Elsewhere, we heard about a Christian property owner who had rented an apartment to a Muslim family. When the rent came due, the new tenants refused to pay. This continued for months. The local authorities were alerted, but they simply shrugged. “Nothing we can do about that,” they said. “Our hands are tied.”
In recent years, several church properties in Bethlehem have been vandalized, set ablaze or invaded by violent intruders during celebrations or worship services. PA law enforcement usually arrives long after the emergency call is made – if at all.
In a recent tragedy, a young man suffering from mental retardation and who lives in a Christian village (one of his friends refers to him as “a blessed boy”) heard offensive anti-Christian statements emanating from a local mosque.
Infuriated, he shouted an insult to Muslims.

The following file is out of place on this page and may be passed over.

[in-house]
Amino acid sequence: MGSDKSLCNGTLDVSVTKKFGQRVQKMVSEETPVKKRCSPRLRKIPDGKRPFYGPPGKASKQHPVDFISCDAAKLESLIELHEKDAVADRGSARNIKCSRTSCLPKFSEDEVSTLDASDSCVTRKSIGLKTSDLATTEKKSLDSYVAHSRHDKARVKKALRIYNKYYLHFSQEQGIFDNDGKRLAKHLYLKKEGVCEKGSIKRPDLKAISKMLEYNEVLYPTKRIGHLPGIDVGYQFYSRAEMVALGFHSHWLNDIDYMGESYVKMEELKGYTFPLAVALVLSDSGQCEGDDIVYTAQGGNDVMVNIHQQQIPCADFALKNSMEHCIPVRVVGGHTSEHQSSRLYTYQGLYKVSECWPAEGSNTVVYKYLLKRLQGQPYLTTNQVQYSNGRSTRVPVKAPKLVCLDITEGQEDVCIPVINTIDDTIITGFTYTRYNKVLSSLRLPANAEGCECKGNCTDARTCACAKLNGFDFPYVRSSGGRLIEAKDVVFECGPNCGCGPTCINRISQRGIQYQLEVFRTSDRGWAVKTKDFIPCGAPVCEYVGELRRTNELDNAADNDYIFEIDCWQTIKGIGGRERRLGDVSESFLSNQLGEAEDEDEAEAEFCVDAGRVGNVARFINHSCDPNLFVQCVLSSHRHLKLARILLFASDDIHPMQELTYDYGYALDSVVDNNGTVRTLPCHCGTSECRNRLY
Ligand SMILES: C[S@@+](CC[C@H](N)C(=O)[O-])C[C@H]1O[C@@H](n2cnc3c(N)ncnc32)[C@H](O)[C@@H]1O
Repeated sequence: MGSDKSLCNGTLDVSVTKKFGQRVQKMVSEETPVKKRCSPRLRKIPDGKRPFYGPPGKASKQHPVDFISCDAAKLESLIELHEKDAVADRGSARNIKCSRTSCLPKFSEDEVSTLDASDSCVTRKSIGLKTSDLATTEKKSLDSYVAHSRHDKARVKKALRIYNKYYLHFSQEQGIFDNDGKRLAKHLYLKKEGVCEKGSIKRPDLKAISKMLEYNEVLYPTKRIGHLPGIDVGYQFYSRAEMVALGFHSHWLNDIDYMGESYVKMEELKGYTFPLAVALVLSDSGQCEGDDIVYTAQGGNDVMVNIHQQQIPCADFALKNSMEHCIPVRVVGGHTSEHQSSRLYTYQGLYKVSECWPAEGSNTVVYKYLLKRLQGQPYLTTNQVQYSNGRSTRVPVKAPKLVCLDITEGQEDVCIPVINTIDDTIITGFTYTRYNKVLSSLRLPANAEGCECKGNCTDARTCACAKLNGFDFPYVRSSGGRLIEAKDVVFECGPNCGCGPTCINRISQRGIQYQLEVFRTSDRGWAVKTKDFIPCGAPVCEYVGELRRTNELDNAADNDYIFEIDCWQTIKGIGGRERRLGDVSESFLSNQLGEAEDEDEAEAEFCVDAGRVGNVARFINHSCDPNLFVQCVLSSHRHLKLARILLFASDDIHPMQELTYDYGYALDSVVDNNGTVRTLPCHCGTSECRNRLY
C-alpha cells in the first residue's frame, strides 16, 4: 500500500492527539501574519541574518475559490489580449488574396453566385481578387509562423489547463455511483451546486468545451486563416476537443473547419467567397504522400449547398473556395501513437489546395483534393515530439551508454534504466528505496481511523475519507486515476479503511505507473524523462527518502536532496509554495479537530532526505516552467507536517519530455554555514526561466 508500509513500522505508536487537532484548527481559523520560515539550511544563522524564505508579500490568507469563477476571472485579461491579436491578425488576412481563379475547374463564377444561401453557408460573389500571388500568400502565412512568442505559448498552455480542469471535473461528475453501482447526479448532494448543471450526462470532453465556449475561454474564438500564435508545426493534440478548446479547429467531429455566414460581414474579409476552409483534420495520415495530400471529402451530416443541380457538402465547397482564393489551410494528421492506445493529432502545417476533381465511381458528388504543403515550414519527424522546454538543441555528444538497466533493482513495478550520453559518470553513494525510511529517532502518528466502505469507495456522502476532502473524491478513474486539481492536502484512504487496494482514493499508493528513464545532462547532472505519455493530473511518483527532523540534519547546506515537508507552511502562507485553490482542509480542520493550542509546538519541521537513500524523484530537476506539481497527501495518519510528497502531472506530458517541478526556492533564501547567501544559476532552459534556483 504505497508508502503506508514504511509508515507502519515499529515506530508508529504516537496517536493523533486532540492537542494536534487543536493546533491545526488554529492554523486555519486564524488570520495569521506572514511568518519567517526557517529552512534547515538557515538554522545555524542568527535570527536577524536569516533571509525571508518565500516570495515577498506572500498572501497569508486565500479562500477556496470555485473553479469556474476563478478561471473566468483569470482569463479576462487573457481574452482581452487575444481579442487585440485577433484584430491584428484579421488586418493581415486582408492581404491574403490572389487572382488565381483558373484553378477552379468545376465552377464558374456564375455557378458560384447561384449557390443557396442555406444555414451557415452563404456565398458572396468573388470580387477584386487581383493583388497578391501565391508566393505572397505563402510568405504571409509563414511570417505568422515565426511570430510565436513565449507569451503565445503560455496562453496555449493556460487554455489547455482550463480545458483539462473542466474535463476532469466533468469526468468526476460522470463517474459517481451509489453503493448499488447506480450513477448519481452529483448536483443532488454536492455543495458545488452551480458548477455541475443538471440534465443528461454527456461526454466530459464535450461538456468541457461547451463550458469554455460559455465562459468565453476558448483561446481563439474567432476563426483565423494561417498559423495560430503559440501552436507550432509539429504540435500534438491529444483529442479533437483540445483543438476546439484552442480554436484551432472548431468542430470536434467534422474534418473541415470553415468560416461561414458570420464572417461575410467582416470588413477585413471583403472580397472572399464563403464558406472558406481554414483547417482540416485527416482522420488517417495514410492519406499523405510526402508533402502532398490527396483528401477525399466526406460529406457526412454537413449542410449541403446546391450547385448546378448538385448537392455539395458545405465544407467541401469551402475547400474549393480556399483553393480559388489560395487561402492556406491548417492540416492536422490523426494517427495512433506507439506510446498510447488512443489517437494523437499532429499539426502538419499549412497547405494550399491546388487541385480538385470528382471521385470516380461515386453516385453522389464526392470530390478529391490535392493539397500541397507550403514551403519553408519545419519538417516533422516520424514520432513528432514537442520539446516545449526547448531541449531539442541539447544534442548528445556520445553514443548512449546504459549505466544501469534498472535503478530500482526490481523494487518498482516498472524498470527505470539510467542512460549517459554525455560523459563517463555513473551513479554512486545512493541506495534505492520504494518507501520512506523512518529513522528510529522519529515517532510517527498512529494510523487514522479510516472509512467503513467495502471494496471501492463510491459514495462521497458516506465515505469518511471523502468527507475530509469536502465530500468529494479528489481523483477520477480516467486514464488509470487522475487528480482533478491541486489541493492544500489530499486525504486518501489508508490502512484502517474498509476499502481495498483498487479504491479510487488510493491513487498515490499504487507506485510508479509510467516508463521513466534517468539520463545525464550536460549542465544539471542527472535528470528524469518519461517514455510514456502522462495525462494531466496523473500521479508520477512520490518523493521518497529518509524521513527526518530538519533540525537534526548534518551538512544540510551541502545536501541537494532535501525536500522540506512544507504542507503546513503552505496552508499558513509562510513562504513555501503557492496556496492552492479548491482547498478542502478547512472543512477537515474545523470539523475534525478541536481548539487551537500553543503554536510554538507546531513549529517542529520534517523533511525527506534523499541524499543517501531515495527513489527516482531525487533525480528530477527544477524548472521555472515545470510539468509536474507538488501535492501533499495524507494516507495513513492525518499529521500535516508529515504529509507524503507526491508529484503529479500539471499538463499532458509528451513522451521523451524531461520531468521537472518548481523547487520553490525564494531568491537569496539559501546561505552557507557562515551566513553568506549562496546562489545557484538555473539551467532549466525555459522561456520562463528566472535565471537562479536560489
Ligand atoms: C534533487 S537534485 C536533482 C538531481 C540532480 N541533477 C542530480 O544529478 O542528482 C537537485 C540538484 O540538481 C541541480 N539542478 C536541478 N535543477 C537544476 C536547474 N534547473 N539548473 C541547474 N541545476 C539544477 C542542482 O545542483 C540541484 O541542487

Later, he posted something equally anti-Islamic on Facebook.
A few days later, the “blessed boy” vanished. At the time of this writing, he has been missing for more than three months. His family is utterly traumatized, afraid to approach the local authorities. They fear both devastating news and deadly retaliation.
We ourselves were blessed, listening and learning from the Christians we visited. Meeting us was an act of great courage on their part. For us, it was an extraordinary opportunity.
As Nicholson wrote,
I’ve spoken to numerous Palestinian Christians who describe how Muslim terrorists would commandeer Christian homes and use them to direct sniper fire on Israeli soldiers. Others speak of SYSTEMATIC DISCRIMINATION in hiring, housing and education. Of course, all of these conversations take place in private meetings and hushed tones.
Christians in Bethlehem rarely interact with Muslims beyond the marketplace, and are, in fact, very much afraid. But in public, Palestinian Christians equate their situation with that of their Muslim neighbors and laud the happy coexistence between the two groups.
They don’t have a choice. They are hostages inside their own city.
This article originally appeared at Philos Project, August 1, 2016, and reposted with permission.